Synthetic cannabinoids are categorized as a type of drug called "New Psychoactive Substances" or NPS. New Psychoactive Substances are "unregulated mind-altering substances" that have been banned in many states. A lot of these chemical substances may have been sold for many years but have recently become popular again.
Penalties if Found Guilty of Possessing Synthetic Marijuana in Florida
If you are found to possess any amount of synthetic drugs in Florida, you can be subject to fines, jail time, and probation, not to mention the consequences that a criminal conviction has on your ability to obtain and keep a job and even your ability to obtain a student loan. The severity of the penalty ordinarily depends on the number of synthetic drugs in your possession. If you possess less than three grams of synthetic drugs, you can be found guilty of a first-degree misdemeanor, and penalties can include up to a year in jail and a fine of up to $1,000. You also face a two-year driver's license suspension upon conviction. If you are found with more than three grams of synthetic drugs, you can be convicted of a third-degree felony meaning the penalties can include up to five years in jail, a legal fine of up to $5,000, and again, a two-year driver's license suspension.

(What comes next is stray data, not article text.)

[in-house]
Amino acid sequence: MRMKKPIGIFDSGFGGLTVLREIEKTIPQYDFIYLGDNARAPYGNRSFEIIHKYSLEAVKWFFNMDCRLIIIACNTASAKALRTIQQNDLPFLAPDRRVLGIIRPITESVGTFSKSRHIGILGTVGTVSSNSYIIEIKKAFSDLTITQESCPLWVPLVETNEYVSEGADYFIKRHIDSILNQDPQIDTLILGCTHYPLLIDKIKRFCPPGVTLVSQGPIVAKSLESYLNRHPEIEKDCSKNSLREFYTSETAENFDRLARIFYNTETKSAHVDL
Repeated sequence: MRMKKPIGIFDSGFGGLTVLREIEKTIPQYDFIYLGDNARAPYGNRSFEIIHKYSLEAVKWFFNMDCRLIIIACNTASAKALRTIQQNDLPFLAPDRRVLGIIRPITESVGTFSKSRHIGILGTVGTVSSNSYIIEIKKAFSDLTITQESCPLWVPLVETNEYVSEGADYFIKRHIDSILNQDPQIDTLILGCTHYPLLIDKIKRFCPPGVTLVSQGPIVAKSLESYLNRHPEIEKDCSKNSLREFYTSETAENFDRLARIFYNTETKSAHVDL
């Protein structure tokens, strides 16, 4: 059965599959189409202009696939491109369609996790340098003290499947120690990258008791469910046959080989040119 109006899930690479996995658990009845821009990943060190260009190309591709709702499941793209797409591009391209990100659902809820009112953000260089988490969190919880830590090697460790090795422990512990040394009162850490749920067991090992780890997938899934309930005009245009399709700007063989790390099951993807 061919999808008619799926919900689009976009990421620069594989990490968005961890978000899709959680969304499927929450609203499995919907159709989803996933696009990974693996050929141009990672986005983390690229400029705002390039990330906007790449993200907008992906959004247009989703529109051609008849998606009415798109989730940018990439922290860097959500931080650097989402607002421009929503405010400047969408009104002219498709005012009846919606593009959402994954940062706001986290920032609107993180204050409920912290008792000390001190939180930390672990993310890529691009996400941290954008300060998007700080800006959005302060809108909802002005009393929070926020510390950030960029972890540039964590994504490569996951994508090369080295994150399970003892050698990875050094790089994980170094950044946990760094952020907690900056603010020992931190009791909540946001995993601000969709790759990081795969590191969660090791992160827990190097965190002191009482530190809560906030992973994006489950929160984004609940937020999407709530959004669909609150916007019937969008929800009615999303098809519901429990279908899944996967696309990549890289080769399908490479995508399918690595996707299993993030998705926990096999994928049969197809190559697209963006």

It is important to note that synthetic drugs are potentially more dangerous than the actual drugs because the chemical compounds may often contain harmful heavy metal residues or other unknown ingredients that may have additional harmful effects. The chemical compounds can cause significant and often permanent harm to the people using them. In the first three weeks of April, poison control centers in Florida received about one thousand reports of patients overdosing on synthetic marijuana – this number is double the number of incidents reported between January and March.
Recently, it was reported that a Florida man was arrested for possession of synthetic cannabinoids, and he was charged with the crime of "possession of synthetic cannabinoids with intent to sell/distribute."